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The augmin complex plays a critical role in spindle microtubule generation for mitotic progression and cytokinesis in human cells

By Ryota Uehara, Ryu-suke Nozawa, Akiko Tomioka, Sabine Petry, Ronald D. Vale, Chikashi Obuse and Gohta Goshima

Abstract

The mitotic spindle is constructed from microtubules (MTs) nucleated from centrosomes, chromosome proximal regions, and preexisting spindle MTs. Augmin, a recently identified protein complex, is a critical factor in spindle MT-based MT generation in Drosophila S2 cells. Previously, we identified one subunit of human augmin. Here, by using mass spectrometry, we identified the full human augmin complex of 8 subunits and show that it interacts with the γ-tubulin ring complex (γ-TuRC). Unlike augmin-depleted S2 cells, in which the defect in spindle-mediated MT generation is mostly compensated by centrosomal MTs, augmin knockdown alone in HeLa cells triggers the spindle checkpoint, reduces tension on sister kinetochores, and severely impairs metaphase progression. Human augmin knockdown also reduces the number of central spindle MTs during anaphase and causes late-stage cytokinesis failure. A link between augmin and γ-TuRC is likely critical for these functions, because a γ-TuRC mutant that attenuates interaction with augmin does not restore function in vivo. These results demonstrate that MT generation mediated by augmin and γ-TuRC is critical for chromosome segregation and cytokinesis in human cells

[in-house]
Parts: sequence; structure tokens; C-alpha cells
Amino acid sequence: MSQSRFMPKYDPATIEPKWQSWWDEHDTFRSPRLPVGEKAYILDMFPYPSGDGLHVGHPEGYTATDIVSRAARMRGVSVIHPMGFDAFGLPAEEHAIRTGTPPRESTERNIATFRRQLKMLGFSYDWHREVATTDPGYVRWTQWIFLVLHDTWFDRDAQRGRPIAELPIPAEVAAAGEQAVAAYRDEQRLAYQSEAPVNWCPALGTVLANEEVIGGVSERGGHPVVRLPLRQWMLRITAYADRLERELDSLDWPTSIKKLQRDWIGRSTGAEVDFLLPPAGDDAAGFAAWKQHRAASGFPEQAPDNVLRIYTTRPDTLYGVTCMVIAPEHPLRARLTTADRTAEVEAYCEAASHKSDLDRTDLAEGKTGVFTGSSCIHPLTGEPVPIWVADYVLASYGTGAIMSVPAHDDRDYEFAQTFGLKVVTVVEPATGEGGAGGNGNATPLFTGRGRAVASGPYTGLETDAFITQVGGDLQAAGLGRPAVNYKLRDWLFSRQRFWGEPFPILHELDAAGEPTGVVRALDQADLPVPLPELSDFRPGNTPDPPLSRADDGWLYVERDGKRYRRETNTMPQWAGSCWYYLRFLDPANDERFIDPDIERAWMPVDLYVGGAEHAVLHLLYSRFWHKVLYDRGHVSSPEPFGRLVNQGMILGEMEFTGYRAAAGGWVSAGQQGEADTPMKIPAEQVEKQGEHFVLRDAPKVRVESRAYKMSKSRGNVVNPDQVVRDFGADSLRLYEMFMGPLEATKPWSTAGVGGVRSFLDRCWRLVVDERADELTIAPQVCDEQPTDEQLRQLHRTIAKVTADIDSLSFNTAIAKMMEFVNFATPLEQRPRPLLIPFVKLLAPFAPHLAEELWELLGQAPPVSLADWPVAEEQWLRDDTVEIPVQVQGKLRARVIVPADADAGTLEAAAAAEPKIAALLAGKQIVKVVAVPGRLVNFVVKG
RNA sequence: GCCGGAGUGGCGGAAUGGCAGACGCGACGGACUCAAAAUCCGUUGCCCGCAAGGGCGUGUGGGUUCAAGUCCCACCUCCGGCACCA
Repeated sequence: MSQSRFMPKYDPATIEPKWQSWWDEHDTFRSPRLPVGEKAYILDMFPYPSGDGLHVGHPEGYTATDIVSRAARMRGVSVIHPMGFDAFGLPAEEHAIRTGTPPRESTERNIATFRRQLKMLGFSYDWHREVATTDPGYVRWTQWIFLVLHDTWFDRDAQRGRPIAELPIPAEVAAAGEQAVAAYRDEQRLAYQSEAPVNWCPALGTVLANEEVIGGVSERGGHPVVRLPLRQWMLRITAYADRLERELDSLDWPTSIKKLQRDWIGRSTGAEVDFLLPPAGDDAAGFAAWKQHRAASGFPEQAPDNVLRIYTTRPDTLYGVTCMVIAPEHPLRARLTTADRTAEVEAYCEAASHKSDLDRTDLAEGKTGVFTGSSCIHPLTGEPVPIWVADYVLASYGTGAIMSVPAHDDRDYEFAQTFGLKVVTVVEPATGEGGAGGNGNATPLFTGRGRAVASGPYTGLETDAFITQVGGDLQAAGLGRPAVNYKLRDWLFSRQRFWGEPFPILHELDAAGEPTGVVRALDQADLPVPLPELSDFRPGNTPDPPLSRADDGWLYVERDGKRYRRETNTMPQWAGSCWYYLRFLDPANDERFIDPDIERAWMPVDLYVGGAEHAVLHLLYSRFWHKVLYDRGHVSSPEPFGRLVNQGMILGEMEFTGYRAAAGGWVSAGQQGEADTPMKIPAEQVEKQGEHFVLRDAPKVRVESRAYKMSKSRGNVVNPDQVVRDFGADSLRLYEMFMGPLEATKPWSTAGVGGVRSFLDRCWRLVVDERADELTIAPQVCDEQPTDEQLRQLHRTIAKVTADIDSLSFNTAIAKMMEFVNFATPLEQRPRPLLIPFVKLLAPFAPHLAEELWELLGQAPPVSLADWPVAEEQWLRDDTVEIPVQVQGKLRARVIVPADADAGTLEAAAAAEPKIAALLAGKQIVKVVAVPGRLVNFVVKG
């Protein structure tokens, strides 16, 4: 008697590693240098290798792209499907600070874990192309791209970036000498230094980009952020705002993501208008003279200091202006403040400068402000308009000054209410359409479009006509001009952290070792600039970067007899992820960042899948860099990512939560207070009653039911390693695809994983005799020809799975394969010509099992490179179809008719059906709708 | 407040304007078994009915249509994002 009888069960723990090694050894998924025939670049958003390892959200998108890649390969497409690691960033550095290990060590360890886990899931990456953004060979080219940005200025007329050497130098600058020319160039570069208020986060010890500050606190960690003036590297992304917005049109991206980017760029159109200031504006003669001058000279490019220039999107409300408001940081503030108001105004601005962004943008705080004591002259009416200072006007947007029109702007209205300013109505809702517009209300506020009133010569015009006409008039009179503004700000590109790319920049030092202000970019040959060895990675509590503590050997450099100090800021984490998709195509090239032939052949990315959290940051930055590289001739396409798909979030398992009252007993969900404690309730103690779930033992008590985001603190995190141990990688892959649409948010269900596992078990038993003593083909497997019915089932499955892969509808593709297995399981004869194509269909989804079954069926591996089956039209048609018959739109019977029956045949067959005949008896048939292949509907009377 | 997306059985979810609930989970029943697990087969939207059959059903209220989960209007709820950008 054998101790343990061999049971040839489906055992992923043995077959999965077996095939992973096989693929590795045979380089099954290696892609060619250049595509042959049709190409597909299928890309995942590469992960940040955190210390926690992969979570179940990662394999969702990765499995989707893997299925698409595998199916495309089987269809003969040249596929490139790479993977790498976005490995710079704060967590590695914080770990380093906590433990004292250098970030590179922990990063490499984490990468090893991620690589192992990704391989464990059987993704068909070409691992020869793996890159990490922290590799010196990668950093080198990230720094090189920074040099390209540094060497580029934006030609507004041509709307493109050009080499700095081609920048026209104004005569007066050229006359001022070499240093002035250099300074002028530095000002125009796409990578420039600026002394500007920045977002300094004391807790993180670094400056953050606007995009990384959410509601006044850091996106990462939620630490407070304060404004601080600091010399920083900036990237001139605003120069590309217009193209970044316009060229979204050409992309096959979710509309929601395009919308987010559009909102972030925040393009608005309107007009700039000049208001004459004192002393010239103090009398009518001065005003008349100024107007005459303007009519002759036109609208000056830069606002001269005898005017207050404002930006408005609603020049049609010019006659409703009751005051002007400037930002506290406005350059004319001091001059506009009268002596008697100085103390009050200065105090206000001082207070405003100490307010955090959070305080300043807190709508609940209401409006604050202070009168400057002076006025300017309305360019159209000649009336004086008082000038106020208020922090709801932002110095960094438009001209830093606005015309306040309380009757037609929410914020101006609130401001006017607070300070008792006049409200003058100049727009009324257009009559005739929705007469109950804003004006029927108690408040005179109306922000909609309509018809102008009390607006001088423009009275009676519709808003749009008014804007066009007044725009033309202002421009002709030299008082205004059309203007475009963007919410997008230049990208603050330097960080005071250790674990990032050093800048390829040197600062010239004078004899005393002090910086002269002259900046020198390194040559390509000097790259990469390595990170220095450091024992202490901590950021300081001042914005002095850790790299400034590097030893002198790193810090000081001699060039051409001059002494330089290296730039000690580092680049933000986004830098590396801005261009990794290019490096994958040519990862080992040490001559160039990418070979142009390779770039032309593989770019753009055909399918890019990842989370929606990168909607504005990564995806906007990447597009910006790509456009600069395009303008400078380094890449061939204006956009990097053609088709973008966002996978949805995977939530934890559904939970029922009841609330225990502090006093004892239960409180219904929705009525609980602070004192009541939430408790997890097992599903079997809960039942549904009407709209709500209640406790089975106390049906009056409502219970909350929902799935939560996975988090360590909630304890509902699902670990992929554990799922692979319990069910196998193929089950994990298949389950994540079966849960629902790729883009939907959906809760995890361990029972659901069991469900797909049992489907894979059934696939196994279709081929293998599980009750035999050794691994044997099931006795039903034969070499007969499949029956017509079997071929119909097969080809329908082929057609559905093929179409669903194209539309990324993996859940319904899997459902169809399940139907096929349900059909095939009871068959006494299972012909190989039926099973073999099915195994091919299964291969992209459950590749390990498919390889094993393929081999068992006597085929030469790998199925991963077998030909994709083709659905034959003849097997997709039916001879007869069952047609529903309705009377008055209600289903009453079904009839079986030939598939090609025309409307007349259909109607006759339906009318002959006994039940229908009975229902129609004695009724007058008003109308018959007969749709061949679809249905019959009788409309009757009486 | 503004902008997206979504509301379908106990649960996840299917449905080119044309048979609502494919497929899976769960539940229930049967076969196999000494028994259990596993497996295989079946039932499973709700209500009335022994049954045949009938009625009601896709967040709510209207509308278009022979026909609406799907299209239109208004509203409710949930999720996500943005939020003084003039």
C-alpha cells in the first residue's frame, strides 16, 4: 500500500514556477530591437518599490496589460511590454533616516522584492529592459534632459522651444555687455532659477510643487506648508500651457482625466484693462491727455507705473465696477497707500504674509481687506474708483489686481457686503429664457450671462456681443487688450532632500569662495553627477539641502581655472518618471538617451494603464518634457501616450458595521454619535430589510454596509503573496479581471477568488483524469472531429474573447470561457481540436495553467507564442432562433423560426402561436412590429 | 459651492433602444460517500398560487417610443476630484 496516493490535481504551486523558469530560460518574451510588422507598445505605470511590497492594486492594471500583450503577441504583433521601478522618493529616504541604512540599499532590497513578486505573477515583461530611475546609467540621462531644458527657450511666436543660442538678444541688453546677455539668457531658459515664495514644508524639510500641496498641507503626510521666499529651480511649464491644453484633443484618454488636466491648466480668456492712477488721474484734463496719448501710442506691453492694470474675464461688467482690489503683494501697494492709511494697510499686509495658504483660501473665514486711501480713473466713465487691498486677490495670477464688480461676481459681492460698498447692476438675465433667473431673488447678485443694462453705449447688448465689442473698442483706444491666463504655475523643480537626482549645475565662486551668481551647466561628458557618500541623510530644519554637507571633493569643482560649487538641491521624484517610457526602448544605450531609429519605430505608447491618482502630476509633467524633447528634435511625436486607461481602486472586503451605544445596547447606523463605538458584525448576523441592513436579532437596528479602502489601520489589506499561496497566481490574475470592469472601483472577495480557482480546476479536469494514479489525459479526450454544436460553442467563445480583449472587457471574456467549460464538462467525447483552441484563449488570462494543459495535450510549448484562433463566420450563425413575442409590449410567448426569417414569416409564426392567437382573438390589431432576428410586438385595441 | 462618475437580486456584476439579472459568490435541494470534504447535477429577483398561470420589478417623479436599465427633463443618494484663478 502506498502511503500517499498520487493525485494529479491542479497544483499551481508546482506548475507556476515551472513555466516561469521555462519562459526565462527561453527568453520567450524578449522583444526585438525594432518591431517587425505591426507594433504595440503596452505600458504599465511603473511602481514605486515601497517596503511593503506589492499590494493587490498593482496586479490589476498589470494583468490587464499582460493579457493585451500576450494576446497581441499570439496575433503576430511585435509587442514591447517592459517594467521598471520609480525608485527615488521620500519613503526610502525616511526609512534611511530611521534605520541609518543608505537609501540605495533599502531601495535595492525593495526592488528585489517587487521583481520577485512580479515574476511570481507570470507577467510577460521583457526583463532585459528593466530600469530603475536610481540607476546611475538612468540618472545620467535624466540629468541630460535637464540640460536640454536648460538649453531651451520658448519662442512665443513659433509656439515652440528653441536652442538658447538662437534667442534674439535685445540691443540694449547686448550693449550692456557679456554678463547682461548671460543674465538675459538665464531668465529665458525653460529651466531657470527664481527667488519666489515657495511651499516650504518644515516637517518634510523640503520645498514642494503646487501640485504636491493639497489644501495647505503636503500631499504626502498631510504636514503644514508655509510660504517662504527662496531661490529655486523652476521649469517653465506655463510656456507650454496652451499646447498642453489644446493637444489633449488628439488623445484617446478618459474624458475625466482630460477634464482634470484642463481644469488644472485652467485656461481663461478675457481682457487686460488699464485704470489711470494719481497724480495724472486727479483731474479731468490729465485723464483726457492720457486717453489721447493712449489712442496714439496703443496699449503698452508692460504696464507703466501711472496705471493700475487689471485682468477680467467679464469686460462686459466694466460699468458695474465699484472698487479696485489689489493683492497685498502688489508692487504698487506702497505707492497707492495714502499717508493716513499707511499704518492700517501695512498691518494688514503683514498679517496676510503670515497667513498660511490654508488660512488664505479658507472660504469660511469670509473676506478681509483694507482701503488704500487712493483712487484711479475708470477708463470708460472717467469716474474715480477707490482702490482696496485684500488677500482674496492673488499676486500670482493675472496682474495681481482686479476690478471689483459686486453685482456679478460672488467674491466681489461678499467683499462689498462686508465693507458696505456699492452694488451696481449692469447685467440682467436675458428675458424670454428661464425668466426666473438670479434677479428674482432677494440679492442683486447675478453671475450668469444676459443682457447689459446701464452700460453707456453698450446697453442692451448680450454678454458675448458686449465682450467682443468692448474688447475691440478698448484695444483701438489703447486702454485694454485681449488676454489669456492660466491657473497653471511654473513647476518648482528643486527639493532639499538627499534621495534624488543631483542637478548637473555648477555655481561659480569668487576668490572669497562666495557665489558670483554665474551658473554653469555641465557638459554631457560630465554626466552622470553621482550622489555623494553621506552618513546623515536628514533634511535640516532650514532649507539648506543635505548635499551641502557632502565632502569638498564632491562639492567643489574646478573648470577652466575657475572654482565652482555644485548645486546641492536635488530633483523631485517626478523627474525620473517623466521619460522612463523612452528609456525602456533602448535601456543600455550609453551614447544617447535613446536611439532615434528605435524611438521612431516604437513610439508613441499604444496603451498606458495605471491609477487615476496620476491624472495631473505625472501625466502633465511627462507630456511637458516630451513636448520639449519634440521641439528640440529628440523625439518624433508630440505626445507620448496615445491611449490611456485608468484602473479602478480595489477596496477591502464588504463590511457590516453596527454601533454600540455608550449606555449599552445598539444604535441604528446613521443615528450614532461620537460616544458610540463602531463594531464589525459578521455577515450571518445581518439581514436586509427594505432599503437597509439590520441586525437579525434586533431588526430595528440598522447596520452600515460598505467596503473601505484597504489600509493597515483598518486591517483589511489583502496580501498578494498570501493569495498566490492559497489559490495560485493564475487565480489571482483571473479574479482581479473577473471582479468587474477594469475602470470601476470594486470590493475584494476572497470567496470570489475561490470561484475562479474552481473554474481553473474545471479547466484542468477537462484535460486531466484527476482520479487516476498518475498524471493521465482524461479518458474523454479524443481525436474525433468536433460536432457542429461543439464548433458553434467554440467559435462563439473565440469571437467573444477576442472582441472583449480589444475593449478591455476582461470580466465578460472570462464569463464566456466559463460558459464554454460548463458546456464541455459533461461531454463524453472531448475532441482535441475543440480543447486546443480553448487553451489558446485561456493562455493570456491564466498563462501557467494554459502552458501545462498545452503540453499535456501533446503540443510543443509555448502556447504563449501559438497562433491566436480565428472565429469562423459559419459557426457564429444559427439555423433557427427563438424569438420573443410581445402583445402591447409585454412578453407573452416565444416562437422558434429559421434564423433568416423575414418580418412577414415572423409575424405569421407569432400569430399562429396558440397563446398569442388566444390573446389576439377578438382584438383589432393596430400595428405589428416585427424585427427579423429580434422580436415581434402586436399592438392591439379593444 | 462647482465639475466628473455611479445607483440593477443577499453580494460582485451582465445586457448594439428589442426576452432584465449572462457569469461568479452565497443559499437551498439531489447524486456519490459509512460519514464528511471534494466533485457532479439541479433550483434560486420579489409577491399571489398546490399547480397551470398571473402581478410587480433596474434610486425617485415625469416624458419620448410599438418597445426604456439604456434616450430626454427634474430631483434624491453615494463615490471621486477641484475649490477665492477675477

Topics: Biological Sciences
Publisher: National Academy of Sciences
OAI identifier: oai:pubmedcentral.nih.gov:2668966
Provided by: PubMed Central
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